Climate and air travel maps identify Africa and Asian countries at greatest risk of Zika


India, Indonesia and Nigeria are among the countries outside Latin America most at risk from the Zika virus, according to a new modelling study published in The Lancet Infectious Diseases.

The research, co-led by the London School of Hygiene & Tropical Medicine, Oxford University and the University of Toronto, found 2.6 billion people spanning countries across Africa and Asia-Pacific may be vulnerable to Zika virus outbreaks.

This is due to a combination of factors, including high travel volumes from Zika affected areas in the Americas, local presence of mosquitos capable of transmitting Zika virus, suitable climatic conditions, large populations and/or limited health resources. China, the Philippines, Vietnam, Pakistan and Bangladesh were other countries found to be at greatest risk of Zika.

The authors say that identifying where and when populations would be most susceptible to local transmission of Zika could help inform public health decisions about the use of finite resources.

In this study, the research team established where Zika virus transmission has been reported or where conditions are suitable. At the time of the analysis, local transmission had been confirmed in 40 countries in Central and South America and the Caribbean (no cases of local transmission had been reported in the USA). The researchers then gathered data on airline ticket sales from all 689 cities with one or more airports in the region travelling to Africa or Asia-Pacific from December 2014 to November 2015.

They then modelled three different scenarios of seasonal suitability for mosquito-borne transmission of Zika virus. The first, which modelled monthly suitability for dengue virus transmission, produced the most conservative geographic region of risk. The second also included areas with Aedes aeqypti occurrence and the third included both Ae. aeqypti and Ae. albopictus occurrence – these scenarios each increased the size of the region at risk.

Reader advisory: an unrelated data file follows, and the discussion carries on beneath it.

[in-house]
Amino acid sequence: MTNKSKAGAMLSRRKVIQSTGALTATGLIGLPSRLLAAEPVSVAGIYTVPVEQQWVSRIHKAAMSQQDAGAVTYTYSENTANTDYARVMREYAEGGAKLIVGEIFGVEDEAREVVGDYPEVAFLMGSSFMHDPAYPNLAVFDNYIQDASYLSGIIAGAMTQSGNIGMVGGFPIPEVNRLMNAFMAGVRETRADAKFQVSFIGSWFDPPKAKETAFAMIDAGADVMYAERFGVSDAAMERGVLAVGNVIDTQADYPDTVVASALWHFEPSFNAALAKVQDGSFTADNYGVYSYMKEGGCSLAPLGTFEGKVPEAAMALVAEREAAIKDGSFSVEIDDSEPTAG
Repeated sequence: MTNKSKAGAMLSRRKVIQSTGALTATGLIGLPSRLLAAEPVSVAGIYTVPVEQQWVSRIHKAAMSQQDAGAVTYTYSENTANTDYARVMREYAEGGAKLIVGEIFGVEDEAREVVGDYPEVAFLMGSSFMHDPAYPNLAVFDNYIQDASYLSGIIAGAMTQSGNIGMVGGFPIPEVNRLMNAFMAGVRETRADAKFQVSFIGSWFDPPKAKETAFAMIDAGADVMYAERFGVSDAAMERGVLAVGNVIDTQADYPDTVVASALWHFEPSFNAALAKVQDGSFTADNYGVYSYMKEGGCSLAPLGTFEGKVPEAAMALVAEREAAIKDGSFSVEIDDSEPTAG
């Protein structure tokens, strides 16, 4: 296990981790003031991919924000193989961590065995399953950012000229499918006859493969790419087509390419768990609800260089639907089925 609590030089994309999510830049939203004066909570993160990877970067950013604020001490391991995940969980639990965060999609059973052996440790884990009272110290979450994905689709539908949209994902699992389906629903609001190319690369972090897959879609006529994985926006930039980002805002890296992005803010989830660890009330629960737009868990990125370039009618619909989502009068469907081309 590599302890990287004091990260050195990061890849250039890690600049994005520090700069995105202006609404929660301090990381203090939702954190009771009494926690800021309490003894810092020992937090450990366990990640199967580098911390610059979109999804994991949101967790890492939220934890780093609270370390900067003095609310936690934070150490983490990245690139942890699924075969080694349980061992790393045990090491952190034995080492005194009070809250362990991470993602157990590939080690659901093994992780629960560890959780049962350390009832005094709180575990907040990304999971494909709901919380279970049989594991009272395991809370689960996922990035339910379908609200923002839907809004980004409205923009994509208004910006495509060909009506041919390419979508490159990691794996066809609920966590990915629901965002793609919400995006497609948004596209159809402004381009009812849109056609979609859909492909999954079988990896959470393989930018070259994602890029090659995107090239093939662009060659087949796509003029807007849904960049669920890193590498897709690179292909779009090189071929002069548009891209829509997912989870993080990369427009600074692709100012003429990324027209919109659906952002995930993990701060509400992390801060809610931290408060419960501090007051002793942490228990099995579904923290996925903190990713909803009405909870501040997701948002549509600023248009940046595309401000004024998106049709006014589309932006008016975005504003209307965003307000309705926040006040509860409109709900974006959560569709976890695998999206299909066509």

In addition, the team mapped the monthly volume of travellers arriving into Africa and Asia-Pacific in order to identify countries at greatest risk of Zika virus importation across the coming seasons. Health expenditure per capita was used as a proxy of a country’s capacity to detect and effectively respond to a possible Zika virus outbreak.

Study author Dr. Oliver Brady, Research Fellow in Mathematical Modelling from the London School of Hygiene & Tropical Medicine, said: ‘As the current Zika epidemic unfolds throughout Latin America, there is an increasing concern that the virus may spread beyond the Americas and cause epidemics in other parts of the world. The risk is likely to be highest over the summer months when air traveller volume between America and other parts of the world peaks, and the hot temperatures mean the mosquitoes that transmit the virus can survive longer.’

Of the countries with the largest at risk populations, the authors suggest that India, the Philippines, Indonesia, Nigeria, Vietnam, Pakistan, and Bangladesh might be most vulnerable to impact because of their limited per capita health resources.

Dr. Brady said: ‘Countries such as India, Indonesia and Nigeria are predicted to be at highest risk of Zika introduction with up to 5,000 passengers a month arriving from Zika endemic areas. Should the virus be imported into these areas the impact on their health systems could be very severe.

‘There remains a high degree of uncertainty about what degree of immunity people in Africa and Asia may already have to Zika. However, what is for sure is that billions of people live in areas outside Latin America that can sustain transmission of dengue, a very similar virus transmitted by the same mosquito as Zika. In theory, they are all at risk.

‘Many of these people live in some of the poorest countries of the world which lack the resources to detect or respond to a Zika epidemic until it’s too late. The results of our study could help countries target funds more effectively. They also strongly suggest that countries in regions at risk add Zika testing to their current disease surveillance programmes and develop contingency plans should they start to detect cases.’

While the analysis emphasises the potential for human infection via mosquitos, sexual transmission of Zika virus infection is now well documented. The authors say that travellers returning from affected areas would benefit from health education to prevent sexual transmission.

The authors note a number of limitations and assumptions in the study. Understanding about the efficiency of Ae. albopictus to transmit Zika virus is still evolving and the study did not include other Aedes species such as Ae. africanus or Ae. hensilli which could prove capable vectors in particular regions. Also, the health consequences of imported Zika depend on the possible underlying levels of immunity to the virus, and whether the current Asian strain of the virus (seen in the Americas) will affect individuals differently if they have previously been infected with the African strain.


  • Isaac I Bogoch, Oliver J Brady, Moritz U G Kraemer, et al. Potential for Zika virus introduction and transmission in resource-limited countries in Africa and the Asia-Pacific region: a modelling study. Lancet Infectious Diseases. DOI: 10.1016/S1473-3099(16)30270-5

This story was sourced from The London School of Hygiene and Tropical Medicine website.


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